Merck Sharp & Dohme Corp. v. Amneal Pharms. LLC

Affirming judgment of non-infringement, the Federal Circuit found that district did not abuse its discretion in denying request for additional samples and a new trial, did not err in finding that plaintiff failed to demonstrate that ANDA product was not representative of defendants’ final commercial product, and did not err in its infringement analysis.

March 01, 2018

GENERICally Speaking

Case Name: Merck Sharp & Dohme Corp. v. Amneal Pharms. LLC, 881 F.3d 1376 (Fed. Cir. 2018) (Circuit Judges Taranto, Clevenger, and Stoll presiding; Opinion by Stoll, J.) (Appeal from D. Del., Robinson, J.)

Drug Product and Patent(s)-in-Suit: Nasonex® (mometasone furoate monohydrate); U.S. Patent No. 6,127,353 (“the ’353 patent”)

Nature of Case and Issue(s) Presented: The ʼ353 patent is directed to mometasone furoate monohydrate (“MFM”), the active ingredient in Merck’s Nasonex nasal product. Amneal filed an ANDA seeking approval to market a generic product comprising anhydrous mometasone furoate (“MFA”). At the district court, Merck alleged that Amneal’s ANDA product, which contained MFA, converted to the infringing MFM form over time. Following a bench trial, the district court found that Merck failed to prove infringement by a preponderance of the evidence. The Federal Circuit affirmed.

Why Amneal Prevailed: Merck first argued that the district court abused its discretion by not compelling Amneal to produce additional samples of its ANDA product prior to trial. The district court’s standing discovery order required Amneal to “immediately make available to Merck samples of any further representative commercial batches sent to the FDA.” Amneal, however, failed to produce two different samples that it sent to FDA. Merck argued that it was prejudiced because Amneal’s missing commercial batches were subjected to additional mixing prior to storage, which, according to Merck, causes MFA to convert to MFM. But based on the evidence of record, the Federal Circuit held that Merck presented little more than theoretical evidence to show that the missing samples would be more likely to undergo conversion than the produced sample batches. Specifically, the Federal Circuit held that the study conducted by Merck’s expert was not representative of Amneal’s ANDA product and did not measure the effect of mixing speed or time on the rate of conversion from MFA to MFM. The Federal Circuit stated that the question before it was “a close one,” but that the district court did not err in not requiring Amneal to produce the missing sample batches.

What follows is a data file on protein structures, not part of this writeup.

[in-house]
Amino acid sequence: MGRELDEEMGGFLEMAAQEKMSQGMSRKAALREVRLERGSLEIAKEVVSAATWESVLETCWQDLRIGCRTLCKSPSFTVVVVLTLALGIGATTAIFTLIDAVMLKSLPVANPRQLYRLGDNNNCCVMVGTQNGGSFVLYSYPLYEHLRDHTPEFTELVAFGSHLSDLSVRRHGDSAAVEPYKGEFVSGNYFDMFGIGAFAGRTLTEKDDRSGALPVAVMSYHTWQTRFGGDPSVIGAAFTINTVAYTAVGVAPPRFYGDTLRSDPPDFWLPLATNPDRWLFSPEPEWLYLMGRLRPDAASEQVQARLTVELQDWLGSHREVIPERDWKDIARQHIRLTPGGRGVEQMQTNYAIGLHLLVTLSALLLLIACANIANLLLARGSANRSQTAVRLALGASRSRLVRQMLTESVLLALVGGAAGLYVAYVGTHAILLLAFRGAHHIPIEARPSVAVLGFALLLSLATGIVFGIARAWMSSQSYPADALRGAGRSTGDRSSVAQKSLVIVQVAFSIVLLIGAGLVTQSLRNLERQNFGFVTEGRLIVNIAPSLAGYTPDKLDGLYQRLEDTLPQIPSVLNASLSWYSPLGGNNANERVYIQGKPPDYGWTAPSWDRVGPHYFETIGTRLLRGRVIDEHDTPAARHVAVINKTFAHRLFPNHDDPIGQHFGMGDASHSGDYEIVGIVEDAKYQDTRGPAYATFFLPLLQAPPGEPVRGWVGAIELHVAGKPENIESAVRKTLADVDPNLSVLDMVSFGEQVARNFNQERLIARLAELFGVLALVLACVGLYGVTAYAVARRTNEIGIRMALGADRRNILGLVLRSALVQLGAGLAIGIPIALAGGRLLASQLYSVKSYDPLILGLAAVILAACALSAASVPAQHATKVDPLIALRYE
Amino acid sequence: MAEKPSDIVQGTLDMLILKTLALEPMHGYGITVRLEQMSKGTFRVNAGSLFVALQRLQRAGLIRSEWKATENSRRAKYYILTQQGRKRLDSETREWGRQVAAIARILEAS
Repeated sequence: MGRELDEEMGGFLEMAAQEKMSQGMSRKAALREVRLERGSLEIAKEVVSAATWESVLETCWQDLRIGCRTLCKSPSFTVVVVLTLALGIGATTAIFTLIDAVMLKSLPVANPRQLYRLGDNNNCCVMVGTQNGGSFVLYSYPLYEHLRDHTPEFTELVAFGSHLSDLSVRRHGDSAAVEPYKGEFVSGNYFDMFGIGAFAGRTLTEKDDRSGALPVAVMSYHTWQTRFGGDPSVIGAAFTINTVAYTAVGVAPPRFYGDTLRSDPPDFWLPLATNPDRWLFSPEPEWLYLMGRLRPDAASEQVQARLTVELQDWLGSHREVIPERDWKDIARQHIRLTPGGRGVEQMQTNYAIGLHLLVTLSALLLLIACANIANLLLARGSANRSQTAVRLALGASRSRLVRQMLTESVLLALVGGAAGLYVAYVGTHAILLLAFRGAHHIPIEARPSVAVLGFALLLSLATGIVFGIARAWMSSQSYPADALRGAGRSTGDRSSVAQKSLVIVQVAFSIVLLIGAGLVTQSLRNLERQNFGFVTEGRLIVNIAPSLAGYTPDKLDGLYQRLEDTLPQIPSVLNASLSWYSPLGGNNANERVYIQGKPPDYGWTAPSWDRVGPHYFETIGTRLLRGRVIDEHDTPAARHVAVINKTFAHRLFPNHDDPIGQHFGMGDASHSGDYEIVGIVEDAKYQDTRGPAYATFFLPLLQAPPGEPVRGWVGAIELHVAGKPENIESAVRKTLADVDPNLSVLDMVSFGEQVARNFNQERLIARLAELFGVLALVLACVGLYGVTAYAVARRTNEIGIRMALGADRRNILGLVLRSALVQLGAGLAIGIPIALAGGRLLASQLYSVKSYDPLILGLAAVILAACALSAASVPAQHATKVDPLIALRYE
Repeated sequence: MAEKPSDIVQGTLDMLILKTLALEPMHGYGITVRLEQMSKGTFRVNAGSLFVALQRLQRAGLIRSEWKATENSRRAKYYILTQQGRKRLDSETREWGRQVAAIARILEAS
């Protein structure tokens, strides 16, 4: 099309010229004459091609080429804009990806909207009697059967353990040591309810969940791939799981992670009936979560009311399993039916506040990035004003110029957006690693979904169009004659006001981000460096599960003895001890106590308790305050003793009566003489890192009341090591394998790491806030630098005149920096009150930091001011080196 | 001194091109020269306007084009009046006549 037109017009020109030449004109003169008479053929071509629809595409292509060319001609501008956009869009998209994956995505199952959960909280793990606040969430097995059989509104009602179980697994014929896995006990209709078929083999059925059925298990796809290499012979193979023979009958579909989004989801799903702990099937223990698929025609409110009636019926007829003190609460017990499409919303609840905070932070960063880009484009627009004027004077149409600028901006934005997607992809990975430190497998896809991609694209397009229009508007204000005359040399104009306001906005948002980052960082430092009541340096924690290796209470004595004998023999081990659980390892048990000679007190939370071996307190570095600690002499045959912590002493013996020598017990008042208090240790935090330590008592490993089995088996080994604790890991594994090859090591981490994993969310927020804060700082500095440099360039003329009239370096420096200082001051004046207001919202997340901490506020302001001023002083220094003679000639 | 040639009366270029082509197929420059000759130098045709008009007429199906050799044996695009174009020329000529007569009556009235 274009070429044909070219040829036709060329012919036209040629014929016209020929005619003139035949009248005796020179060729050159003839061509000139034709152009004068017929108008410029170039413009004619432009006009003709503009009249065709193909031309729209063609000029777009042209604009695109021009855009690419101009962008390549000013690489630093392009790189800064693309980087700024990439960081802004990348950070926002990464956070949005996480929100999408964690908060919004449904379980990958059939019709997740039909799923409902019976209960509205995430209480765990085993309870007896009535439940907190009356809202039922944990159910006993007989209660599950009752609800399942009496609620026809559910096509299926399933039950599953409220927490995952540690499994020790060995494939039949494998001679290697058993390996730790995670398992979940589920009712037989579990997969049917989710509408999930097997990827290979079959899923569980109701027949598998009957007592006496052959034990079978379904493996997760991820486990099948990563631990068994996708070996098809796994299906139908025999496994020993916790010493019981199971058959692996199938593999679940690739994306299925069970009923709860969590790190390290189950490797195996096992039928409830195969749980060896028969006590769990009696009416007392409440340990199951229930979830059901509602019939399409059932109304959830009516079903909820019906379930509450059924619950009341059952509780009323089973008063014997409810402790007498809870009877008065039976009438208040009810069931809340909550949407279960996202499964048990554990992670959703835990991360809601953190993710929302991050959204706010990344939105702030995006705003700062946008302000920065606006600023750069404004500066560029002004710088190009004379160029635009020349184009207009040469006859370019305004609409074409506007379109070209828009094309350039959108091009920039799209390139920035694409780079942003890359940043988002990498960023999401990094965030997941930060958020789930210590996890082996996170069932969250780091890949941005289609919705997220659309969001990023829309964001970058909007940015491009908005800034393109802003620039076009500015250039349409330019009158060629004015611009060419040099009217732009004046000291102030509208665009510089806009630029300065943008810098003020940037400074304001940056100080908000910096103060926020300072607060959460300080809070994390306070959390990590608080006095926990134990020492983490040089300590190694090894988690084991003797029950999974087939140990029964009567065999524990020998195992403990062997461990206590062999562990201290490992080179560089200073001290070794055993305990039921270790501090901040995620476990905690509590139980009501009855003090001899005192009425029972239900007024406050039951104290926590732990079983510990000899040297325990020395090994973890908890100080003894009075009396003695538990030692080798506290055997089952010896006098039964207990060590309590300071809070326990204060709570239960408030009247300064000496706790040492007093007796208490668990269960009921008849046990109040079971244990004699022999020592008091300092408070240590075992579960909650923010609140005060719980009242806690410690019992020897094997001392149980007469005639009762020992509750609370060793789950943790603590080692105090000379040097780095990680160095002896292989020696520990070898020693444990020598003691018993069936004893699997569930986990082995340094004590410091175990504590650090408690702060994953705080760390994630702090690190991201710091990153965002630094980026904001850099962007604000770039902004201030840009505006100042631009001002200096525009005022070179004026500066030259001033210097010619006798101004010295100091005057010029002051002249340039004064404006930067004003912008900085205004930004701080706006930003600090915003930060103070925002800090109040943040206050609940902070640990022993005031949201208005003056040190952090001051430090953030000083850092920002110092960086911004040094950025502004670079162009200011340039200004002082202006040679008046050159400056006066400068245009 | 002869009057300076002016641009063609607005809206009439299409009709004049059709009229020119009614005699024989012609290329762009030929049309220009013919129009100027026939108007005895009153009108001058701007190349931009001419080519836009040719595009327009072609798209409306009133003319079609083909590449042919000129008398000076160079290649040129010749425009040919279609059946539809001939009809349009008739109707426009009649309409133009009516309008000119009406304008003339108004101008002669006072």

Merck next argued that the district court improperly based its noninfringement finding on Amneal’s intermediate product (i.e., the produced samples) rather than its final, commercial-sized product (i.e., the non-produced samples). As a threshold matter, the Federal Circuit explained that Merck was provided an opportunity during trial to prove that the non-produced samples would have materially differed from the produced samples, but was unable to do so.  Moreover, Amneal’s produced samples could not be considered an “intermediate product,” as it represented to FDA that the produced samples were demonstrative of its final ANDA product.

Finally, Merck argued that the district court erred in finding that three Raman peaks were required to confirm the presence of MFM in Amneal’s ANDA product. The Federal Circuit disagreed, stating that the district court did not err in crediting the testimony of Amneal’s expert who opined that three Raman peaks are typically used to confirm the presence in complex mixtures of molecules such as MFM.

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